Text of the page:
By Juliane Saary-Littman
Public: Of or concerning the people as a whole.
Health: The state of being free from illness or injury.
Democracy is great. Every resident can make their voice heard and raise concerns about any issue. All we have to do is call or email our elected officials. And if there are enough voices, elected officials will listen. It is a good way to get involved and much more effective than complaining to friends and family.
As much as I love how receptive our local elected officials are to input from their constituency, I don’t believe that the approach for dealing with that input is always effective.
Here is an example to illustrate my point. When complaints about the negative impacts of gas leaf blowers became noticeable, the town established a committee of stakeholders to advise on landscaping issues, specifically the removal of leaves from properties.
As I had been present at a couple of town board meetings where the issue had been raised, I was invited to join.
Before I go on I would like to mention how much I appreciate the time and effort town employees have invested in organizing the committee, listening to every concern, and compiling a legislative proposal.
In general, a committee is a good way to assess an issue so that a solution can be found. Every committee member has the chance to provide an individual viewpoint on the issue and defend their interests.
It’s a democratic process, with the caveat that none of the committee members have been elected to represent the wider public.
That’s exactly where I see the problem. Committee members join a committee because they have something at stake, something to promote or to protect, and they care about how any outcome will affect them. Therefore stakeholders’ motivation needs to be taken into account during committee discussions.
We recently had the third meeting of the group which was organized in two sessions: The first session included committee members from the landscaper community. The second session, held later that day, was attended by committee members from all other groups concerned with the issue, including residents, parents, and environmentalists. Committee members were asked to provide feedback on proposed legislation to restrict the use of gas leaf blowers in residential areas.
During the second session, which was the one that I attended, we learned that the landscaping community was happy with the town’s proposed legislation to monitor unlicensed landscapers in our community. Unlicensed landscapers often come after hours and on weekends with unmarked trucks and outdated, polluting equipment and destroy fair market prices; so this proposal was a good outcome for all sides involved.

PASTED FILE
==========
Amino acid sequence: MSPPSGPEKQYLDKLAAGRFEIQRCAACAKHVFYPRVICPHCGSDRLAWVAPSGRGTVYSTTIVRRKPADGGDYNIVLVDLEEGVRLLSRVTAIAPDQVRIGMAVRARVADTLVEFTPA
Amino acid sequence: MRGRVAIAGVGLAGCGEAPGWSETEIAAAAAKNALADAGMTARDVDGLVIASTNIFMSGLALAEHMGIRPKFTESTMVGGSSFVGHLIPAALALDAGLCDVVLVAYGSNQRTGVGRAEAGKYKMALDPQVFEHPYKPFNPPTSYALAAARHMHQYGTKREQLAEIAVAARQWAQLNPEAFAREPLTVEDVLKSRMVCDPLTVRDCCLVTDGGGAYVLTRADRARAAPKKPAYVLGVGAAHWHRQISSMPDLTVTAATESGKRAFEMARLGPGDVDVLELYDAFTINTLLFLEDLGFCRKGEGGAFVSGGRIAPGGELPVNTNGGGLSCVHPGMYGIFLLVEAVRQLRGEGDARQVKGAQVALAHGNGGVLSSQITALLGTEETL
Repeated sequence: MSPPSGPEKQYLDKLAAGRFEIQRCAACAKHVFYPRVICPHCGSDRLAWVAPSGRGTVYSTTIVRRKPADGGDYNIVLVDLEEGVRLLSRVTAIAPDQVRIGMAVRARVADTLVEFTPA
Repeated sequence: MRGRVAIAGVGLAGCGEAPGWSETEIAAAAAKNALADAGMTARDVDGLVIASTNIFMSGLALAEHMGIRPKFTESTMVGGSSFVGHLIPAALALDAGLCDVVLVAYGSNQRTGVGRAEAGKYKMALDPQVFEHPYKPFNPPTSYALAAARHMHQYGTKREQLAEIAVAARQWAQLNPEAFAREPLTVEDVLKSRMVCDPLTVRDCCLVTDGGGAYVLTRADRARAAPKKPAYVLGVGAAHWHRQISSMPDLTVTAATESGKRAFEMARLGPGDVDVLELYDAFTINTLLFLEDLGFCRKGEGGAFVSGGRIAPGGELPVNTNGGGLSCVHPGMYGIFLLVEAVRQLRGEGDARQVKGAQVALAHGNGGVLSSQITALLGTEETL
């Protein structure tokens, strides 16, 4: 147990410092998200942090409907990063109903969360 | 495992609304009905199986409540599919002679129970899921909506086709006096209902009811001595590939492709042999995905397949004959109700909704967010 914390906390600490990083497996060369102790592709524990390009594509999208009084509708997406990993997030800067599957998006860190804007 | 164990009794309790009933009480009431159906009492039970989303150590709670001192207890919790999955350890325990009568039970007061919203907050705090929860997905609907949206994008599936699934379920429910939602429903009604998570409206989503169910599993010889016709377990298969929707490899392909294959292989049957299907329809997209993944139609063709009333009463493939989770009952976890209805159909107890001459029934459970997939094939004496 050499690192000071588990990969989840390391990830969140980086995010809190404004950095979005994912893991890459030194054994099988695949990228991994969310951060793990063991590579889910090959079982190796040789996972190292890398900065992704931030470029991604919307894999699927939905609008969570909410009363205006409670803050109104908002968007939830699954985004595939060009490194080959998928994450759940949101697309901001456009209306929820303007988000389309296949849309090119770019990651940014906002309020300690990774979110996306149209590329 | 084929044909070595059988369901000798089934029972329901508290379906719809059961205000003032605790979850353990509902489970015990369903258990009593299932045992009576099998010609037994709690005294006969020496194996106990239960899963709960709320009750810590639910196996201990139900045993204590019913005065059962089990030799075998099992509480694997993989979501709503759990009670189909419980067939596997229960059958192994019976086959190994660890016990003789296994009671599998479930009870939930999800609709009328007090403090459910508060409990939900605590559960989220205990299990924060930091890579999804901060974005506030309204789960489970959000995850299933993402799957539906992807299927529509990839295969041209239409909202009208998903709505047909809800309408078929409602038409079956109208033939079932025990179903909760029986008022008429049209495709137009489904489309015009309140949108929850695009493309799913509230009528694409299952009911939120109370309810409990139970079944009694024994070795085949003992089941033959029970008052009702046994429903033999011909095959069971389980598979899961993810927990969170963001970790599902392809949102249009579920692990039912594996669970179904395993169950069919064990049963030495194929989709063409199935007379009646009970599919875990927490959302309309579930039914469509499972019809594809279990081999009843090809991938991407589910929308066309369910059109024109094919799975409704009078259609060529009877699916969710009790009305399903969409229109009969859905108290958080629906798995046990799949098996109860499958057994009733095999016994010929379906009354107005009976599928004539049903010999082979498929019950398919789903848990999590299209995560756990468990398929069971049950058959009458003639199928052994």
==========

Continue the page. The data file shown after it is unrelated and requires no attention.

Committee members representing the landscaping community didn’t like the provision to limit gas leaf blower use during the summer months and requested to push the date by which the legislation would go into effect by almost a year.
I applaud the town’s attempt to listen to all stakeholders involved, but I do have to question their approach of trying to make all stakeholders happy. Making everybody happy doesn’t lead to real change.
A politician’s responsibility is to act in the public interest and I argue, just like our mothers and grandmothers did, that health is the most important public interest. A healthy population is more productive (fewer sick days), efficient, creative, and naturally happier. It’s easy to understand that the happiness index goes way up if you don’t have to care for a sick family member or feel lousy yourself.
Paying more attention to public health by, for example, focusing on better air quality, will reduce the number of missed school days for children with asthma (one out of seven kids has to live with asthma) and therefore the number of workdays parents of those children miss while caring for their sick child. Have you ever added up the healthcare costs and missed earnings? A real loss for the economy which we as a community pay for through increased health insurance premiums and lost income.
So why is it that public health doesn’t get more weight in those committee meetings?
The Town of North Hempstead board will vote on the proposed legislation at their next meeting, Jan. 29 at 7 p.m.
Once passed, the legislation is just a first step. It will be evaluated and adjusted if necessary. Call today to make your voice heard. I don’t do it often enough and I bet that’s true for you as well.
The proposed legislation as well as the meeting agenda will be posted here: http://www.northhempsteadny.gov/2019-Agendas-Minutes